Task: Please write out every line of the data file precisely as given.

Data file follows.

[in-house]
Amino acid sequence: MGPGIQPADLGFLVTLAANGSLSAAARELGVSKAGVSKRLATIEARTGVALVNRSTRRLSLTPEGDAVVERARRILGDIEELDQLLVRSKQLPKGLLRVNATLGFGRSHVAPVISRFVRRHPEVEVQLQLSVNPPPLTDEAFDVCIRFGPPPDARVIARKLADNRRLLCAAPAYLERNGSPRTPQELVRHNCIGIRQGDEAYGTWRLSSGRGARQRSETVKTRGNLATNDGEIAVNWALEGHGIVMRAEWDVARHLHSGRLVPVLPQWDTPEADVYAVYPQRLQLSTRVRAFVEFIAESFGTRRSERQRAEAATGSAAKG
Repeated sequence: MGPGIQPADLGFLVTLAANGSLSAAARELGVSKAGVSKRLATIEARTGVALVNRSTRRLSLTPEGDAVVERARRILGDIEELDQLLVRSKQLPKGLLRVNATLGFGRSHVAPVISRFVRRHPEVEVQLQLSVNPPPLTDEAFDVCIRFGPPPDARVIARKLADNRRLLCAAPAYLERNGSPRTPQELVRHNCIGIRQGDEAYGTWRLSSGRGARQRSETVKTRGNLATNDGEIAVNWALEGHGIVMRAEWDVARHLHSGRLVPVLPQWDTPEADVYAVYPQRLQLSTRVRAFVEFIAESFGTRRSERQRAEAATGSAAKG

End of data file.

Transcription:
[in-house]
Amino acid sequence: MGPGIQPADLGFLVTLAANGSLSAAARELGVSKAGVSKRLATIEARTGVALVNRSTRRLSLTPEGDAVVERARRILGDIEELDQLLVRSKQLPKGLLRVNATLGFGRSHVAPVISRFVRRHPEVEVQLQLSVNPPPLTDEAFDVCIRFGPPPDARVIARKLADNRRLLCAAPAYLERNGSPRTPQELVRHNCIGIRQGDEAYGTWRLSSGRGARQRSETVKTRGNLATNDGEIAVNWALEGHGIVMRAEWDVARHLHSGRLVPVLPQWDTPEADVYAVYPQRLQLSTRVRAFVEFIAESFGTRRSERQRAEAATGSAAKG
Repeated sequence: MGPGIQPADLGFLVTLAANGSLSAAARELGVSKAGVSKRLATIEARTGVALVNRSTRRLSLTPEGDAVVERARRILGDIEELDQLLVRSKQLPKGLLRVNATLGFGRSHVAPVISRFVRRHPEVEVQLQLSVNPPPLTDEAFDVCIRFGPPPDARVIARKLADNRRLLCAAPAYLERNGSPRTPQELVRHNCIGIRQGDEAYGTWRLSSGRGARQRSETVKTRGNLATNDGEIAVNWALEGHGIVMRAEWDVARHLHSGRLVPVLPQWDTPEADVYAVYPQRLQLSTRVRAFVEFIAESFGTRRSERQRAEAATGSAAKG